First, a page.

“Performer/Writer Been Gets the Call to Direct,” Billboard, Apr 12, 1986.

“An Interview with Michael Been, 1987, reposted on The-Call-Band.com.

“Divine Harmonies : Harry Dean Stanton and Michael Been First Teamed Up on Set of Movie ‘The Last Temptation of Christ,'” The Los Angeles Times, Chris Willman September 24, 1988.

Michael Been interview, 1989, reposted on The-Call-Band.com

Announcement that The Call Would Play Greenbelt Art Festival, Cross Rhythms, July 1 1990.

“The Call’s Cry in the Wilderness,” Brent Short, The Christian Century, September 19-26, 1990.

“The Call” by Rick Clark, It’s Hip!, December 1990.

“More Insight into Michael Been,” 1991, reposted on The-Call-Band.com.

“Still Waiting for the Call,” Joel Selvin, San Francisco Chronicle, 1992.

“The Gospel Lectern” by Bob Darden, Billboard, Nov 28, 1992.

Michael Been Interview with John J. Thompson, True Tones, 1994.

Announcement about Michael Been’s solo album On the Verge of a Nervous Breakthrough, Cross Rhythms, June 1, 1994.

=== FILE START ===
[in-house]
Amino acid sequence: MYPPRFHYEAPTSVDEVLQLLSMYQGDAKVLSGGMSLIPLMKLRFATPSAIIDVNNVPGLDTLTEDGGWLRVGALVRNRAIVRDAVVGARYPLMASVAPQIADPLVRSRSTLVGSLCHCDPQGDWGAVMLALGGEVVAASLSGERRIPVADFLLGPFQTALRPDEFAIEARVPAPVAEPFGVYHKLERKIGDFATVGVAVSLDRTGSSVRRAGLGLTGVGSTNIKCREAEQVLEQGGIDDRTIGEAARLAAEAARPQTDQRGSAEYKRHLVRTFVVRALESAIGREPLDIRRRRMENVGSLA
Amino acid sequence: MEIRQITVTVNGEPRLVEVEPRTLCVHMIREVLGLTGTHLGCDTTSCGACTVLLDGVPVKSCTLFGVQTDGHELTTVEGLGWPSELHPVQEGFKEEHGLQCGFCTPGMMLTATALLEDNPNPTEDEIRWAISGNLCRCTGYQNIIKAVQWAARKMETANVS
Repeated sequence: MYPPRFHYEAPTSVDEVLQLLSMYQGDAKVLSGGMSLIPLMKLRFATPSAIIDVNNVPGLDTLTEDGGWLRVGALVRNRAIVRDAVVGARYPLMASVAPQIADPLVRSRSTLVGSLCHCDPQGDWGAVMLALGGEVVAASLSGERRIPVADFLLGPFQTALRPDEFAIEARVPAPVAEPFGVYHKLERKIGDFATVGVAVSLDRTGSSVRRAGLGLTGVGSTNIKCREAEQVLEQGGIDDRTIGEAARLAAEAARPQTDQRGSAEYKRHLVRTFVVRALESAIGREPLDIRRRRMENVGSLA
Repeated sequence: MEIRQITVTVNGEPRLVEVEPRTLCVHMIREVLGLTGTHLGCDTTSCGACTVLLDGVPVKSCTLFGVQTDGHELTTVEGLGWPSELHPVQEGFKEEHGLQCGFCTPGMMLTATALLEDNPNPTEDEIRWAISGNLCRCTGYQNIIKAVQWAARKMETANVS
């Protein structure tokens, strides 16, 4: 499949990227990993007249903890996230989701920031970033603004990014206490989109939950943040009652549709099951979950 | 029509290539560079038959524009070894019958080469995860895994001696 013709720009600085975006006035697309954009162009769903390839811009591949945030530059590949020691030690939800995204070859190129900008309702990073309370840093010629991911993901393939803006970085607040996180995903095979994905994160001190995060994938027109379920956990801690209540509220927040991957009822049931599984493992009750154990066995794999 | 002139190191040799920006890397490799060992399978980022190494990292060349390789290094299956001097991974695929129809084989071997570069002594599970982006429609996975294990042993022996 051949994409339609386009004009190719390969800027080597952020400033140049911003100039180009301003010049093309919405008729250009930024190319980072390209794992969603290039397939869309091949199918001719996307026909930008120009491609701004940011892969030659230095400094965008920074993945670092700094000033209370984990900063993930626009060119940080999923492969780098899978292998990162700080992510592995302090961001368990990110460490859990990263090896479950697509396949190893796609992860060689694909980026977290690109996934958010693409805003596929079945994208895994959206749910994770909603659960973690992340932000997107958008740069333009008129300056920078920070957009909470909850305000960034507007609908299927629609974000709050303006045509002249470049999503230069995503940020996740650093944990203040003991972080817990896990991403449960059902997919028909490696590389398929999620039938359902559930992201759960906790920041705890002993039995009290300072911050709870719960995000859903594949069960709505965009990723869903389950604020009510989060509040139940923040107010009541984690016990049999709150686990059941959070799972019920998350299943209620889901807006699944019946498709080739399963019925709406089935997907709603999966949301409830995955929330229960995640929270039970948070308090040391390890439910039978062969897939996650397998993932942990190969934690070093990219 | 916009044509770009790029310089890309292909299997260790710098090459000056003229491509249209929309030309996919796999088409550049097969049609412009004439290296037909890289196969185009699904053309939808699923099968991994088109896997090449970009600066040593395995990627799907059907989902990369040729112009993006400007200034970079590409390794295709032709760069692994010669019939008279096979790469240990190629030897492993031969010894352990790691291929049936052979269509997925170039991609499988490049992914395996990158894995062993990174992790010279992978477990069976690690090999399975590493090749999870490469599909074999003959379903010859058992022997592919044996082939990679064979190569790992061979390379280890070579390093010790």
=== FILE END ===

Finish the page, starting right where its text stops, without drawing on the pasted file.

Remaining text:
“The Call to a Solo Career,” Brent Short, Sojourners, March-April 1995.

“Michael Been/The Call – 1997 Promotional Video,” interview with Kevin Max, 1997

(note: if this video disappears from YouTube, the interview is included as a CD-ROM bonus track on a 1997 CD issued by the now defunct 7ball Magazine. The CD, 7ball Gas Collection 2, can be purchased online)

Tony Cummings’ profile of Robert Levon’s band Black Rebel Motorcycle Club, Cross Rhythms, May 15, 2002

“Michael Been and Scott Music from The Call Interview,” Project OKPOP, 2008.

“Black Rebel Motorcycle Club ride on indie style…” Doug Van Pelt, HM Magazine, November 30, 2009.